Side question: how do you view the ethics of when to come out in this sort of situation? Being straight-forward (pun intended) is a recipe for being branded “best gay friend.” On the other hand, coming out later is taken as “deceptive creep.” Is there a way to be proud of who I am and still get a date?

xoxo,

A bi guy

Central San Diego

I reached out to a couple of my bi guy friends to help me answer your question. While I’ve used bisexual as a label in my past, the stigma for men and women are completely different flavors, as I’m sure you know. (Instead of being dismissed as secretly gay, I was just assumed to be mostly straight).

One friend prefers to be more strategic. He knows outing himself will change the nature of his interactions. Another said he likes to get it out there as soon as possible, because he wants to rule out bigots right away. Of course, the latter was talking about telling women during a first or second date, when he typically meets new women (usually from okCupid) — and he would presumably be past the point of gay-best-friendzoned. If you’re establishing yourself in a new friend group (with potentially datable women) who don’t know about your particulars, that’s different, too.

Ethically-speaking, it’s nobody’s goddamned business. Yeah, it’s shady to hide your past from a partner when things are getting serious, and it’s not a good way to build trust. Still, you should not be accused of being a deceptive creep just because you kept private things private. I think you should treat your past experiences with men the same as with women — if you’re bringing up the latter, then bring up the former, but don’t feel obligated to do so sooner.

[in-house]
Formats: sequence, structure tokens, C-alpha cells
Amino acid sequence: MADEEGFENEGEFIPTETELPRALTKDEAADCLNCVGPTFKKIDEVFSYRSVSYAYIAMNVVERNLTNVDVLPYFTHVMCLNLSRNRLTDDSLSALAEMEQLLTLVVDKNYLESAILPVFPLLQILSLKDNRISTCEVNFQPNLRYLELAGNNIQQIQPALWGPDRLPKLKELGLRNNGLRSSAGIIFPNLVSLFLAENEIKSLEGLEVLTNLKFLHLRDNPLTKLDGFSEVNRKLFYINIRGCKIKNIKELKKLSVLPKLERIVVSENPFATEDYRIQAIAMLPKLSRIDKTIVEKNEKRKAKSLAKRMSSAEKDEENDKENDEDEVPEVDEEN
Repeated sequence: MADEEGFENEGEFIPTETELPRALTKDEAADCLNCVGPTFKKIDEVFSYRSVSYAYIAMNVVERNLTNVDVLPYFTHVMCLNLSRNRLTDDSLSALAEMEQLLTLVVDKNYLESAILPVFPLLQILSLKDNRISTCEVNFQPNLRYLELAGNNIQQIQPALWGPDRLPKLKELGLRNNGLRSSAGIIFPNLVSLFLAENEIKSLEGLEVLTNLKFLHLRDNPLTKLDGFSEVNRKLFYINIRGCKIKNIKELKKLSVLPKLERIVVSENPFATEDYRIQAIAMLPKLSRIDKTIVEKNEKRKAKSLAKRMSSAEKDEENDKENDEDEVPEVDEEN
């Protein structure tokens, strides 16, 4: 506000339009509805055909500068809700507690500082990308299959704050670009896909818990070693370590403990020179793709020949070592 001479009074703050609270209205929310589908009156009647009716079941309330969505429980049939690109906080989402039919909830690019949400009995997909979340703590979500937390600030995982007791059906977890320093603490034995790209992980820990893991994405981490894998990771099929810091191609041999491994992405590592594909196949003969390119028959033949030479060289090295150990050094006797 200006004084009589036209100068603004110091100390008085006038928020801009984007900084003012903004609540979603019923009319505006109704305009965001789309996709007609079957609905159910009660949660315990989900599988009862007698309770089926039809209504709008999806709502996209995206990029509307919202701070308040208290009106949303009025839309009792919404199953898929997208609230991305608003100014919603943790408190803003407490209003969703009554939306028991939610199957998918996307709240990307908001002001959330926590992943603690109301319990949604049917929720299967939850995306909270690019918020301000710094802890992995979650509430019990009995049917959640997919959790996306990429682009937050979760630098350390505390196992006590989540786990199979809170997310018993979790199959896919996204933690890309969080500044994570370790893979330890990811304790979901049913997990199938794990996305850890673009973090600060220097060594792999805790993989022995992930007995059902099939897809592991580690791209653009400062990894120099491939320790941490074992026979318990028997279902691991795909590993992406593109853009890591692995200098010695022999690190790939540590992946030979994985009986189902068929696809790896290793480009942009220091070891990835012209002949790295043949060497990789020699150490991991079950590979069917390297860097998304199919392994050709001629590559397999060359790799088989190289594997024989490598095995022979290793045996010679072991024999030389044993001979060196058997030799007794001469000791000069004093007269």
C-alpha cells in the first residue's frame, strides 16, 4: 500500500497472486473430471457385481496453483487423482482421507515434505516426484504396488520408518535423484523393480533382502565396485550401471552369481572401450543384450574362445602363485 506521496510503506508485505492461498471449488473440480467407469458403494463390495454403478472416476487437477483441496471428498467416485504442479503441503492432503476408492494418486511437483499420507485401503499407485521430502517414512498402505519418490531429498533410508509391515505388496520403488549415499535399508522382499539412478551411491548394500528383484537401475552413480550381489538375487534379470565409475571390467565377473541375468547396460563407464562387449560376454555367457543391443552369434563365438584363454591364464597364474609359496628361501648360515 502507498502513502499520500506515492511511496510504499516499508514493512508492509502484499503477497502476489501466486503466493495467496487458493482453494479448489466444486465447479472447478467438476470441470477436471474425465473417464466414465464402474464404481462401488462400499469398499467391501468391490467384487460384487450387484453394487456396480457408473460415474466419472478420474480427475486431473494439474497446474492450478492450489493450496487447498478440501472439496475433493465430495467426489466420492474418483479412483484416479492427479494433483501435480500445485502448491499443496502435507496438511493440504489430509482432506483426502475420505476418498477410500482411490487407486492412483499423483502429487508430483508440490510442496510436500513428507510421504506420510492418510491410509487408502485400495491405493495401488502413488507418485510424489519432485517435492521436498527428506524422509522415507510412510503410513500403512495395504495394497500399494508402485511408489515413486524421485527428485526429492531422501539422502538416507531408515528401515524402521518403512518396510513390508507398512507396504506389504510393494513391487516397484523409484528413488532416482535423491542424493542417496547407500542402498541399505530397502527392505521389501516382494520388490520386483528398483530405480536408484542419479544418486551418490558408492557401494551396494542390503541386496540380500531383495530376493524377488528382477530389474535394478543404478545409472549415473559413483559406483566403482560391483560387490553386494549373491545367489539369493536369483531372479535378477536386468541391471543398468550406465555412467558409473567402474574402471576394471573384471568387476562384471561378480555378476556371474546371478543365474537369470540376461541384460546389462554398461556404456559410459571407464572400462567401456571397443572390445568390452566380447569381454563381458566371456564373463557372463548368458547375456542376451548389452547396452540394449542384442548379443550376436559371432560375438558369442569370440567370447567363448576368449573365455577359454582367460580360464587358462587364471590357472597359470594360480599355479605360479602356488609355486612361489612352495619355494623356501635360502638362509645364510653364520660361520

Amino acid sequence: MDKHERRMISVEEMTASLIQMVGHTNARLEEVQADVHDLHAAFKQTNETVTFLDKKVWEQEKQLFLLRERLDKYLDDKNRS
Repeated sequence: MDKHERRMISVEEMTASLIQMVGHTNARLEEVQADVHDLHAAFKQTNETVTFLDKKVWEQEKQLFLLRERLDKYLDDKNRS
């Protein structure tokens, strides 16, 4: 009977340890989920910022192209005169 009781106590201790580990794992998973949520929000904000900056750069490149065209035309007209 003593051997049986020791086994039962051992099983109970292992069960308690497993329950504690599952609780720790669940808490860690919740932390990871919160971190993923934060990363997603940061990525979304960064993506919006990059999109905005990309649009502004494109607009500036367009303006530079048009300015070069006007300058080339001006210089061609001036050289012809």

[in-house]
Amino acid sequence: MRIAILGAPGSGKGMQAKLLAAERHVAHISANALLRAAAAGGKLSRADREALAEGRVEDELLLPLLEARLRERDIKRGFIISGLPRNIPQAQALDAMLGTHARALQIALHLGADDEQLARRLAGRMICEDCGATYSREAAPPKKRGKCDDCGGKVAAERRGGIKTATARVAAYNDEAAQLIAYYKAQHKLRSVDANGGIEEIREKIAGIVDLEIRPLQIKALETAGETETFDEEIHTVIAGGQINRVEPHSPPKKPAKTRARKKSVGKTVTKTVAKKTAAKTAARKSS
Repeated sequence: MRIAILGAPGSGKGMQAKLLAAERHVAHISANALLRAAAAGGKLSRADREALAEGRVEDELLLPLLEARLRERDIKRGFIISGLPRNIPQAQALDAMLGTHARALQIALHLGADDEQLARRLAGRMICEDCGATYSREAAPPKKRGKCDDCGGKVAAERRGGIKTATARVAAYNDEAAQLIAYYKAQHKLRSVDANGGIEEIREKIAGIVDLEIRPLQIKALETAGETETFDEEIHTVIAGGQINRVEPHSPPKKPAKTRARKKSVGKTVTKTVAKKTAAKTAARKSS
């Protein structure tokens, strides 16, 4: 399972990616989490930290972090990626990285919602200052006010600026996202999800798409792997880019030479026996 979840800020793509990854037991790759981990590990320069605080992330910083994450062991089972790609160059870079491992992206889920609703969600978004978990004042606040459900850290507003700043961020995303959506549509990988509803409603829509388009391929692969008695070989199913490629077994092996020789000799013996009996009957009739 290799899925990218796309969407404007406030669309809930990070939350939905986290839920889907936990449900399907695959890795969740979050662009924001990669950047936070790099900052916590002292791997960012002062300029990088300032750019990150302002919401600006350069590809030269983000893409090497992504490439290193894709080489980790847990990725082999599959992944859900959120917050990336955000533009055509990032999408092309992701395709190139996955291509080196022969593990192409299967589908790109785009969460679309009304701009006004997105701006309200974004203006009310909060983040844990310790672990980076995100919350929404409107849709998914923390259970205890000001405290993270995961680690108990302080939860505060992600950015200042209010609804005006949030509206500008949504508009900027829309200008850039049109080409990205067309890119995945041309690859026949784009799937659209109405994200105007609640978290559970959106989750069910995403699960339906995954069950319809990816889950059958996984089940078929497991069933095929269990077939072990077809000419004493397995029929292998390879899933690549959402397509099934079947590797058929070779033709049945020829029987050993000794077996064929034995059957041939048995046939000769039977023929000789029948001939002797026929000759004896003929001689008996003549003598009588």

Another point to consider: how you present information totally changes the reaction to it. The more you can coach yourself into showing your bi side as 1. not a big deal (which, besides being important to you and something to be proud of, it isn’t) 2. something you’d expect people to be understanding of (because they should) and 3. something that’s not going to be a problem (why would it be?)… then the more often your dates/new friends will take your social cues and react in kind. Look, it’s not your fault if bigoted people gave you some touchy hangups about your sexual identity, but it is your responsibility not to unload your baggage onto an unsuspecting love interest. Unless, of course, she’s a bigot and she deserves it.

Ultimately, I don’t think the paradigm of “am I doing the right thing?” is as helpful as coming at it from the perspective of, “what makes me feel best about myself?” My first guy friend is a little more private and starts his relationships more casual. When it comes time, he’ll unabashedly be himself, but he feels no shame for not bringing it up sooner. To him, it’s just not relevant until he feels it is. Maybe she has to earn his trust first. So, he feels fine about his strategy. My other guy friend is the type who is helplessly honest. It would be really weird for him not to share this part of himself. So, he’s happy with sharing as soon as possible.

You’ll figure this out. In the meantime, nothing replaces the support of a strong friend network filled with people who know the real you and get you. I have that. It takes a lot of the worry away about how my sexuality is perceived, and makes me incredibly happy. Find your people. That’s the mandate of this city.